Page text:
How Gold Avoids The Market Psychology Undermining EquitiesPosted on — Leave a comment
Amid continued outperformance, everyone is asking the same question: Can stocks go higher? Many believe they can, in fact, continue their ascent. The problem? This growth is widely thought to come from investor euphoria rather than sound, long-term fundamentals. “The market’s not really worth more, but exuberant buyers will chase shares higher anyway,” theorizes The Wall Street Journal.
However, many are happy to accept any explanation because, after all, growth is welcome whether it comes from the balance sheet or the psyche. However, growth emerging from investor psychology is tenuous. Gold is different. There are no earning calls or strategic press releases. The value is intrinsic. Shares emerge from boardrooms, but gold emerges from the Earth. This difference is critical to understanding why gold enjoys a degree of freedom from the psychological underpinnings of the stock market.
“You’re not making it as an investor,” remarks the founder of Yardeni Research. “You’re making it as a speculator,” he warns. Valuations continue to perplex experts struggling to reconcile outsized stock prices with the voracious appetite of investors. One theory: investors are wholeheartedly buying into some of the recent positive notes on the economy. Examples include data from the University of Michigan citing year-over-year increases in the Index of Consumer Sentiment, and the Index of Consumer Expectations. These are positive numbers to be sure but are the rooted in any inherent value within the economy or stock market, perhaps not.
Shares of publicly traded companies are based in confidence much like the dollars used to purchase them. This trust is waning. Over the last century gold has proven more valuable than all the key currencies. The primary reason for this trend “is that the available supply of gold changes little over time – growing only 2% per year through mine production,” according to the World Gold Council. Conversely, fiat currencies are merely printed. Bonds face a similar problem; they can just be issued at will and are backed only by faith in the underwriting institution. Moreover, rising interest rates undermine the efforts of those turning to bonds as a means of mitigating risk. Combine these factors with a slowing rate of productivity within the U.S., and you have elevated risk in portfolios traditionally considered diversified.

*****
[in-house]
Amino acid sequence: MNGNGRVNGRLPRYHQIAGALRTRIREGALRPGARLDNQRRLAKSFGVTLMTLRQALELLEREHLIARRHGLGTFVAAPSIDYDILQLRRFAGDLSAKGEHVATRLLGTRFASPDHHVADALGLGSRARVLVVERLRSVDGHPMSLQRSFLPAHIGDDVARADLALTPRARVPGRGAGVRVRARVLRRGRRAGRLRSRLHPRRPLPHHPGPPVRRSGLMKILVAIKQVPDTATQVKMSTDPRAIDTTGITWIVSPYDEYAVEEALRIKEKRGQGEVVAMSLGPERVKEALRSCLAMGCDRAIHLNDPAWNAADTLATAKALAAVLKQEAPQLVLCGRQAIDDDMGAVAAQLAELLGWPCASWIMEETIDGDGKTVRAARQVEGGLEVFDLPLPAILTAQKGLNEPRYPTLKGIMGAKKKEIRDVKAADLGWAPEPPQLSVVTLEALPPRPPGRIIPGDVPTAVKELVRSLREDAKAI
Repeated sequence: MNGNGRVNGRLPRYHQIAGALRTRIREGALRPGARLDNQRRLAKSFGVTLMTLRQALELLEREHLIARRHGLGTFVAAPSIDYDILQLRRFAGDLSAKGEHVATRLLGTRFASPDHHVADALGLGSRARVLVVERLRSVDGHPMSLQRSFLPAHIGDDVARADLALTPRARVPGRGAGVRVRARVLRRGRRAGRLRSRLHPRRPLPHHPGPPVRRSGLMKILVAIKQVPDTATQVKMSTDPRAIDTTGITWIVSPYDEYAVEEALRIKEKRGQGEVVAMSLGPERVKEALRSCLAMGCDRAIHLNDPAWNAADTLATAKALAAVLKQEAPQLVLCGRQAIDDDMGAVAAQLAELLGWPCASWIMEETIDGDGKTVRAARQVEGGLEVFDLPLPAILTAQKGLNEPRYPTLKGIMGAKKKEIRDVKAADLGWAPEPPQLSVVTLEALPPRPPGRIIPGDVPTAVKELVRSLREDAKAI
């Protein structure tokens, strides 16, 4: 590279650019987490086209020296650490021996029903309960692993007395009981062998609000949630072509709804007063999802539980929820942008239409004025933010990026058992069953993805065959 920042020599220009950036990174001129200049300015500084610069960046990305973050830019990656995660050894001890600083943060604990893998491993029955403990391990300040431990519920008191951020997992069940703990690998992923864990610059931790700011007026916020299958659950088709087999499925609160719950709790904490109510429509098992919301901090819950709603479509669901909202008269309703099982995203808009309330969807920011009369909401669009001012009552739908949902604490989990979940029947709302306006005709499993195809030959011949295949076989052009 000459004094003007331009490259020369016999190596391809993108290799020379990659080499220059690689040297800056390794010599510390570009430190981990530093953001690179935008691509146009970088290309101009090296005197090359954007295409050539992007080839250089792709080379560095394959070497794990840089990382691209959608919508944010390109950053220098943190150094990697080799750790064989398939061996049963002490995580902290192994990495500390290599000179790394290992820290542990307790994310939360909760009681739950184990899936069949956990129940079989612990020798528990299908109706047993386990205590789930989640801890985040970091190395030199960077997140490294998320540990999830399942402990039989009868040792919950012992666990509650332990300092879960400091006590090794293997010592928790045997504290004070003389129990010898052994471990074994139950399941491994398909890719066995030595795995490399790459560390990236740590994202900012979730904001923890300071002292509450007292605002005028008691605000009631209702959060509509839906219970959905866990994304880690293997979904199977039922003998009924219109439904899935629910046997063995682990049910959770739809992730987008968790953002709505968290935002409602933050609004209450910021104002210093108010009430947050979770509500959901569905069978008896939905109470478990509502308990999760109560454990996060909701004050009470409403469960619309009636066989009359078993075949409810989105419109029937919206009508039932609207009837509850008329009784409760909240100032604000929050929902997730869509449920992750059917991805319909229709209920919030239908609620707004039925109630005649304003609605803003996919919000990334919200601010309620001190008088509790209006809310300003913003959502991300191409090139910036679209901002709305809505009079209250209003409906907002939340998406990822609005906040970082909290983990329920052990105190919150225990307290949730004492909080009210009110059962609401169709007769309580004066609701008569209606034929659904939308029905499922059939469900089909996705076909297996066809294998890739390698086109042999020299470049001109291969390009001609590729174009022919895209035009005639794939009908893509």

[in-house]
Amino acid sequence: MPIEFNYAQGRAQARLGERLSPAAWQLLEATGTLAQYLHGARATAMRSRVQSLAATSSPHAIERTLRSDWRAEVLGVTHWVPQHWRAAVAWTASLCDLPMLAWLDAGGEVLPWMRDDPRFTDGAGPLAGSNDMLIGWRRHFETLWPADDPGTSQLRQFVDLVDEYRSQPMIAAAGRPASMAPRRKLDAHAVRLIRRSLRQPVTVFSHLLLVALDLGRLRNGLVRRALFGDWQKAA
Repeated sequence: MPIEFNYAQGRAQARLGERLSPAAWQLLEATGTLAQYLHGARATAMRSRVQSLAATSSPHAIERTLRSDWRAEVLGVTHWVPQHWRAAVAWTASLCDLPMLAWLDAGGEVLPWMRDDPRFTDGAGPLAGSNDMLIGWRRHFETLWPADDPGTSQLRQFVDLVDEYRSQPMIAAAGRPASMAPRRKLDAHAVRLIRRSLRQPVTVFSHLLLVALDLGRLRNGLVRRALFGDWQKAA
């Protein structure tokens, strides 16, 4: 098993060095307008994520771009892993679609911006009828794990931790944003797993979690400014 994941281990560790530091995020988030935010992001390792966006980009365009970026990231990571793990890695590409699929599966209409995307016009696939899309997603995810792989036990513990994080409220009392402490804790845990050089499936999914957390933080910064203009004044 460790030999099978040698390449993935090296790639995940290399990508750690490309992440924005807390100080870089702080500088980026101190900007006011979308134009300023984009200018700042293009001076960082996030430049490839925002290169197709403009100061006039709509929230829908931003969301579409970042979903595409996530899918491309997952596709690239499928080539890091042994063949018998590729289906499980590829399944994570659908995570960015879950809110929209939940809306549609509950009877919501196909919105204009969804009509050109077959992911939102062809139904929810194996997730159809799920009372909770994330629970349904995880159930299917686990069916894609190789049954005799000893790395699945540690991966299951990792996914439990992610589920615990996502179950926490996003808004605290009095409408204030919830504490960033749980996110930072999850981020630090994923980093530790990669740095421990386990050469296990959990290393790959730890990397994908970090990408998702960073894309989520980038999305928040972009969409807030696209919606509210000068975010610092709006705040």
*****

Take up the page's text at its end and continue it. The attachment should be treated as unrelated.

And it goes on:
Gold enjoys more practical uses than paper. The metal serves a critical application in electronics, medicine, and aerospace. This ‘real world’ characteristic of the asset is becoming more important as wealth in equities continues to mount atop a loose structure of great expectations.
The fact remains: equities are an invention of man and man is beset by cognitive biases giving way to irrationality. One such bias, herd behavior, tells us how today’s investors are succumbing to impracticality. Herd behavior is characterized by individuals making choices designed to mimic the crowd despite the fact that if they were to act independently, they might choose another option. There are reasons to believe such a phenomenon is unfolding in the market today. Could this same bias drive gold up? Yes, gold can also rise and fall at the whims of our psychological flaws. However, when it comes to gold, these changes don’t alter the fundamental truth that it is a finite resource. As a result the value linked to it will always be more firmly fixed to reality.
Since first coined in Asia Minor in 600 B.C. gold has been accepted as currency around the world. Today, the global supply could fit in a cube less than 70 feet wide, small enough to fit in a baseball infield. Perhaps the best reason to own the metal is the fact that we cannot change the total of its availability.